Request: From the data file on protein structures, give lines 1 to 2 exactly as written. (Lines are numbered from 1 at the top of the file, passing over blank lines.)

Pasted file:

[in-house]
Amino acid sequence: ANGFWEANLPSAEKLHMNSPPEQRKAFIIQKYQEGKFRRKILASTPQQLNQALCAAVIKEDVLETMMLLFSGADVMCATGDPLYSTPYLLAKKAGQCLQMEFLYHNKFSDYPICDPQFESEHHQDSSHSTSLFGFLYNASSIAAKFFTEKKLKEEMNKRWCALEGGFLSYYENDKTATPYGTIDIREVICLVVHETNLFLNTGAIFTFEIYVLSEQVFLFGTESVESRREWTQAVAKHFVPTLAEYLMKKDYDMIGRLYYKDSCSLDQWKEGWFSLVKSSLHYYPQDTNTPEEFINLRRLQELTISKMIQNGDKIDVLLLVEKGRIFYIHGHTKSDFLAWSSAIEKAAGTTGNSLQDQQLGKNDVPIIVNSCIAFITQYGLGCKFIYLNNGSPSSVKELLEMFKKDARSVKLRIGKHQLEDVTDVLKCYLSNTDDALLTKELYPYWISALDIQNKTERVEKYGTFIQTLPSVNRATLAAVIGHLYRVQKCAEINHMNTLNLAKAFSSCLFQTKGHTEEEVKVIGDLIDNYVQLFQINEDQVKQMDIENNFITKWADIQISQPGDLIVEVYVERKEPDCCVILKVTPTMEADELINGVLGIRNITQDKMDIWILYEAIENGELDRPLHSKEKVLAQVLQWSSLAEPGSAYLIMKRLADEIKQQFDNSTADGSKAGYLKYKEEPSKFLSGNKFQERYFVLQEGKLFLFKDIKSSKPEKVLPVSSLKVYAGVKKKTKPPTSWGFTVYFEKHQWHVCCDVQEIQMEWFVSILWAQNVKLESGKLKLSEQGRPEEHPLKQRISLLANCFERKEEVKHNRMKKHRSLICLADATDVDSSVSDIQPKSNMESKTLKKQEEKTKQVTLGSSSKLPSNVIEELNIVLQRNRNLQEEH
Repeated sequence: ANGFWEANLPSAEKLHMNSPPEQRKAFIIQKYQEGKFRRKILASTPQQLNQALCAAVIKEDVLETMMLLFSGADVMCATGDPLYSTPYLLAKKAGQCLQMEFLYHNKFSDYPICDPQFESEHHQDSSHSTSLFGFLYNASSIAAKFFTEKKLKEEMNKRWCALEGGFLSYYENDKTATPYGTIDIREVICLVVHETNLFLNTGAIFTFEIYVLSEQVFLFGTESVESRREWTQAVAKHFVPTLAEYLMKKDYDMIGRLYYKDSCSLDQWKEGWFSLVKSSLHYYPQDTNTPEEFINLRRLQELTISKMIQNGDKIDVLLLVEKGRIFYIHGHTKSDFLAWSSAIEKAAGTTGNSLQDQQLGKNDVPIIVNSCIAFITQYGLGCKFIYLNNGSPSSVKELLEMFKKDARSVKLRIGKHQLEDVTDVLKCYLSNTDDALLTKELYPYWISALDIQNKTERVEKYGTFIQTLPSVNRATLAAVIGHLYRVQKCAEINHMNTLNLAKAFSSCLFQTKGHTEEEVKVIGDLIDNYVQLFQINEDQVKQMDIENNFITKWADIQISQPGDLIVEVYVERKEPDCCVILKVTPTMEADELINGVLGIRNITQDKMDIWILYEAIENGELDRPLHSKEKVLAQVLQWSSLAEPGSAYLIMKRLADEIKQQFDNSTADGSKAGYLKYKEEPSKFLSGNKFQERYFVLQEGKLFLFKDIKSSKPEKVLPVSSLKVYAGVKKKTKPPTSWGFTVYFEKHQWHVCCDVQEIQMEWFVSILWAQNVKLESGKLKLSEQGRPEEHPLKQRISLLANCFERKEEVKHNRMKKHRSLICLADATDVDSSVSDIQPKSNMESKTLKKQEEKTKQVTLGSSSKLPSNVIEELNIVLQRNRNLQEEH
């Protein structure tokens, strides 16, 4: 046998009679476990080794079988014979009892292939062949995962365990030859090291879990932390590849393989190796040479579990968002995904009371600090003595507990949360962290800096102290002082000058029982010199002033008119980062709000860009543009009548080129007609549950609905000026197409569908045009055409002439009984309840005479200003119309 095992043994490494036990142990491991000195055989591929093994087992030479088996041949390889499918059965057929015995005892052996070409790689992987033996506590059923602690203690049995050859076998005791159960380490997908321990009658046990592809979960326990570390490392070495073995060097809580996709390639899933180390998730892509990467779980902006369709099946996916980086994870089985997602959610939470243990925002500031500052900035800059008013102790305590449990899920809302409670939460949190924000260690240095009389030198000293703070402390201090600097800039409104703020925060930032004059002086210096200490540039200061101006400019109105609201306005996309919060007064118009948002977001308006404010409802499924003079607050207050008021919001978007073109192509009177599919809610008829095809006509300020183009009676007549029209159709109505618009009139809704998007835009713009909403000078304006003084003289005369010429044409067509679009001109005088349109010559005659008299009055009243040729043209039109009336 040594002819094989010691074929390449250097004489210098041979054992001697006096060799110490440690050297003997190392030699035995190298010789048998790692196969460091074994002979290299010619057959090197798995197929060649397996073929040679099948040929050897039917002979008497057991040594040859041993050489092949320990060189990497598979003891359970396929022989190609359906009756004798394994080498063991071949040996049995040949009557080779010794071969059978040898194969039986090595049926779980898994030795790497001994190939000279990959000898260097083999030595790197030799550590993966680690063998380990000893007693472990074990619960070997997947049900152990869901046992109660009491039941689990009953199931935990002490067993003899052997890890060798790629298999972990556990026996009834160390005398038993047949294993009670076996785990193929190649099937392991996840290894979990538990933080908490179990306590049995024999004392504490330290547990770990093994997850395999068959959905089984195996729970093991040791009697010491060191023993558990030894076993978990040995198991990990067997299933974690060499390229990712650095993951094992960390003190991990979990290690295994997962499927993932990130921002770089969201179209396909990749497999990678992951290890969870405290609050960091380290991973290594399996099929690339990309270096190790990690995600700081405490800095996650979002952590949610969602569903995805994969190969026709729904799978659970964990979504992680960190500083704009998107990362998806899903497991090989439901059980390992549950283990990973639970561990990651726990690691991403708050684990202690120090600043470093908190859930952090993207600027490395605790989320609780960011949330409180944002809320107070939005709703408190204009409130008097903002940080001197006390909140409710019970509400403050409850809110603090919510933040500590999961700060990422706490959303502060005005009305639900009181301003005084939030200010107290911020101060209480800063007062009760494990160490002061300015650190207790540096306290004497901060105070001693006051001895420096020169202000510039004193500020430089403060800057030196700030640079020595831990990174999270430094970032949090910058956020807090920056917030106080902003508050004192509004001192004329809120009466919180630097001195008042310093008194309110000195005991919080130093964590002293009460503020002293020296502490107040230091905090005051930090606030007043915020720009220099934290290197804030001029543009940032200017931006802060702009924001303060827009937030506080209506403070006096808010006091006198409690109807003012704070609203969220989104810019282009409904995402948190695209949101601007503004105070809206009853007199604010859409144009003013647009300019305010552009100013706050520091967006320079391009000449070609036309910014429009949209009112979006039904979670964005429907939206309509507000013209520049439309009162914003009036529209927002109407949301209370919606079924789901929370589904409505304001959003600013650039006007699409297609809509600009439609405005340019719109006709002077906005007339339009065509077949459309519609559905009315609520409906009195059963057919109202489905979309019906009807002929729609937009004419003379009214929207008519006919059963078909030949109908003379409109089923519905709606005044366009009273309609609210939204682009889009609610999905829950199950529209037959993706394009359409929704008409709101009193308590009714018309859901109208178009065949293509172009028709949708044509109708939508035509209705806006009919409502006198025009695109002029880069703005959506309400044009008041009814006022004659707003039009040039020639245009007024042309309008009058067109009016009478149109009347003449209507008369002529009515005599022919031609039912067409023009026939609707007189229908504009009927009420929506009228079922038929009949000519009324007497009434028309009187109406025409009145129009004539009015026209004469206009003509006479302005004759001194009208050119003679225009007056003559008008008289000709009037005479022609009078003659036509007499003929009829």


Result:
[in-house]
Amino acid sequence: ANGFWEANLPSAEKLHMNSPPEQRKAFIIQKYQEGKFRRKILASTPQQLNQALCAAVIKEDVLETMMLLFSGADVMCATGDPLYSTPYLLAKKAGQCLQMEFLYHNKFSDYPICDPQFESEHHQDSSHSTSLFGFLYNASSIAAKFFTEKKLKEEMNKRWCALEGGFLSYYENDKTATPYGTIDIREVICLVVHETNLFLNTGAIFTFEIYVLSEQVFLFGTESVESRREWTQAVAKHFVPTLAEYLMKKDYDMIGRLYYKDSCSLDQWKEGWFSLVKSSLHYYPQDTNTPEEFINLRRLQELTISKMIQNGDKIDVLLLVEKGRIFYIHGHTKSDFLAWSSAIEKAAGTTGNSLQDQQLGKNDVPIIVNSCIAFITQYGLGCKFIYLNNGSPSSVKELLEMFKKDARSVKLRIGKHQLEDVTDVLKCYLSNTDDALLTKELYPYWISALDIQNKTERVEKYGTFIQTLPSVNRATLAAVIGHLYRVQKCAEINHMNTLNLAKAFSSCLFQTKGHTEEEVKVIGDLIDNYVQLFQINEDQVKQMDIENNFITKWADIQISQPGDLIVEVYVERKEPDCCVILKVTPTMEADELINGVLGIRNITQDKMDIWILYEAIENGELDRPLHSKEKVLAQVLQWSSLAEPGSAYLIMKRLADEIKQQFDNSTADGSKAGYLKYKEEPSKFLSGNKFQERYFVLQEGKLFLFKDIKSSKPEKVLPVSSLKVYAGVKKKTKPPTSWGFTVYFEKHQWHVCCDVQEIQMEWFVSILWAQNVKLESGKLKLSEQGRPEEHPLKQRISLLANCFERKEEVKHNRMKKHRSLICLADATDVDSSVSDIQPKSNMESKTLKKQEEKTKQVTLGSSSKLPSNVIEELNIVLQRNRNLQEEH